Joining the illustrious ranks of Elliot Spitzer, Mark Sanford and Anthony Weiner, Gen. David Petraeus is the most recent in a long string of high-powered men to be felled by an affair. Last week, the former CIA director handed in his resignation, admitting that he was involved with a woman who wasn't his wife.

But there's more to this story than the typical emboldened-man-sleeps-with-enamored-woman; Petraeus' secret was allegedly revealed when his mistress – Paula Broadwell, the woman who wrote his biography – became jealous of another woman and began sending her threatening emails. The Washington Post reported over the weekend that:

The collapse of the impressive career of CIA Director David H. Petraeus was triggered when a woman with whom he was having an affair sent threatening e-mails to another woman close to him, according to three senior law enforcement officials with know¬ledge of the episode.

The recipient of the e-mails was so frightened that she went to the FBI for protection and help tracking down the sender, according to the officials. The FBI investigation traced the threats to Paula Broadwell, a former military officer and a Petraeus biographer, and uncovered explicit e-mails between Broadwell and Petraeus, the officials said.

Broadwell wouldn't be the first woman to go batshit crazy over a man; in 2007, astronaut Lisa Nowak infamously drove hundreds of miles while allegedly wearing an adult diaper in order to confront her romantic rival. She was later found to have had a mallet, knife and rubber gloves in her car.

So what is it that leads otherwise sane, rational and in these cases, very successful professionally, women to be reduced to behaving like schoolgirls when it comes to romantic rivals?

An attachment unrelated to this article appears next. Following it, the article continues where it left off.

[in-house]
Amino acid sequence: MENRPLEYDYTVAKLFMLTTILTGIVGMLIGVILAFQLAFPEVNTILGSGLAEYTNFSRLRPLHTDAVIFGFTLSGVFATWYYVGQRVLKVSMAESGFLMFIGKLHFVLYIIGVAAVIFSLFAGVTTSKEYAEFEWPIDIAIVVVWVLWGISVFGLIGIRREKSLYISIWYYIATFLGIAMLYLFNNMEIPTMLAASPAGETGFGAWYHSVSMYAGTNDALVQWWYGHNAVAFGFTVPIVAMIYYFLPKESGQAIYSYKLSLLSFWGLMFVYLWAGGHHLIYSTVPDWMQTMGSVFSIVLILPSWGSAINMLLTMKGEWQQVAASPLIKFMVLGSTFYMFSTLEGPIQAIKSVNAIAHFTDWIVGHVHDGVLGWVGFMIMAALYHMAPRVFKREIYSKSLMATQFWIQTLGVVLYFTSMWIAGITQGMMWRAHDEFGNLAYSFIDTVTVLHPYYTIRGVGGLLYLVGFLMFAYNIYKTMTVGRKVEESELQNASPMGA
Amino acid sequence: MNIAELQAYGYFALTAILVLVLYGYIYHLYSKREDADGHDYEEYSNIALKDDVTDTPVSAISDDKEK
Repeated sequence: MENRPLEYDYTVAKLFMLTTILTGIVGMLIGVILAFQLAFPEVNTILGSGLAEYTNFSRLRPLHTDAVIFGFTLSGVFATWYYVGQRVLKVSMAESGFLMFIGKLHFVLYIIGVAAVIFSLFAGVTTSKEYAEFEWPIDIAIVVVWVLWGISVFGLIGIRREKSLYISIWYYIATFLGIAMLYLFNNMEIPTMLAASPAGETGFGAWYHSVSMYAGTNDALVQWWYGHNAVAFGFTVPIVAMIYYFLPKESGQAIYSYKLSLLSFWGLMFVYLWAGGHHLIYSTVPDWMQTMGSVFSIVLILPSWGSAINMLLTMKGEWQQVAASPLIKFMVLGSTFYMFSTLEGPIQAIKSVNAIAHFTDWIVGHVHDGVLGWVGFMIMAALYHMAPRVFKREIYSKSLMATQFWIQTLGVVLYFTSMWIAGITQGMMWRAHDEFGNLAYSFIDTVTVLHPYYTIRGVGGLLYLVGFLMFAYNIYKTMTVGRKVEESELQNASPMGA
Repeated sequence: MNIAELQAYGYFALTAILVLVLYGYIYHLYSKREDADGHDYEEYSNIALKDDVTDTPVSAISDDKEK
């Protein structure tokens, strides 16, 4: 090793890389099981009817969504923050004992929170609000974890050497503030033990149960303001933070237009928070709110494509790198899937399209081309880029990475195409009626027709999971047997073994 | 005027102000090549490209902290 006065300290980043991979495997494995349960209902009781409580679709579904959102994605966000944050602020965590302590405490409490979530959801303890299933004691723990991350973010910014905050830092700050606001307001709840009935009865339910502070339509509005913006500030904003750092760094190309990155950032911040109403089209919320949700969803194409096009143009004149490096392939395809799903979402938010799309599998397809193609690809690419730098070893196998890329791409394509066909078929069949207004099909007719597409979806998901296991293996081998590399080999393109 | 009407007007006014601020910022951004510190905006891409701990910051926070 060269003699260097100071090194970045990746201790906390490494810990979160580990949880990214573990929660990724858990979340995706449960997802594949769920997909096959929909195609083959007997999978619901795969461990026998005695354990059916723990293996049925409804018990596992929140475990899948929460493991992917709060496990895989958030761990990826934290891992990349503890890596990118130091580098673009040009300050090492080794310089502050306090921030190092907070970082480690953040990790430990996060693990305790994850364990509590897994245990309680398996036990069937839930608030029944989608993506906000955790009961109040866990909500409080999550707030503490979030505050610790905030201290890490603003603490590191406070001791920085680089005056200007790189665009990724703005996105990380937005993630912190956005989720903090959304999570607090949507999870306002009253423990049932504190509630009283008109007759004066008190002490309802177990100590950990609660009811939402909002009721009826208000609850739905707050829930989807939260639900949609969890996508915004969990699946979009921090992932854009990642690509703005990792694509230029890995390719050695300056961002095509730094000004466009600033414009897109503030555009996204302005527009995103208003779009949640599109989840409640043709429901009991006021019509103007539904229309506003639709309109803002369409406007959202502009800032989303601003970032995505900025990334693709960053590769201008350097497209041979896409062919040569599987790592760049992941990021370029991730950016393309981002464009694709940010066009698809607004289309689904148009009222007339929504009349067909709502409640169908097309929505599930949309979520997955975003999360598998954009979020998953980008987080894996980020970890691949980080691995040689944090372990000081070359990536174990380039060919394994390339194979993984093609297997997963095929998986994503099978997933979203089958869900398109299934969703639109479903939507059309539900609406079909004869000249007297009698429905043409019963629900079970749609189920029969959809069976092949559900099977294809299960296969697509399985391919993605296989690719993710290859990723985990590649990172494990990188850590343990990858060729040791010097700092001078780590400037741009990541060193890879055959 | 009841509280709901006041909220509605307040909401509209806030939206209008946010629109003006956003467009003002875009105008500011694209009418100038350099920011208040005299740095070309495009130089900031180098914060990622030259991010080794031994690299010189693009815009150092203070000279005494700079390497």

“One of the basic traits of intense feelings of romantic love is sexual possessiveness,” says Helen Fisher, a biological anthropologist and author of the book “Why Him? Why Her?”. “Romantic love is linked with the dopamine system, and this give you focused motivation and cravings; for a woman, she's biologically primed to do stupid things if she feels threatened because she thinks somebody is going to steal her man.”

Unfortunately, she adds, it's not a trait that we grow out of as we get older. Some 12- and 13-year-olds will never send angry letters to their rivals, and some 70-year-olds will never learn not to.

The good news? Going all bunny-boiler isn't necessarily a tendency that we all harbor.

“A great many of us would like to write harassing letters and threatening letters, but we have enough emotional control impulse control that we don't do it,” says Fisher. “I don't think that everybody is an accident about to happen.”

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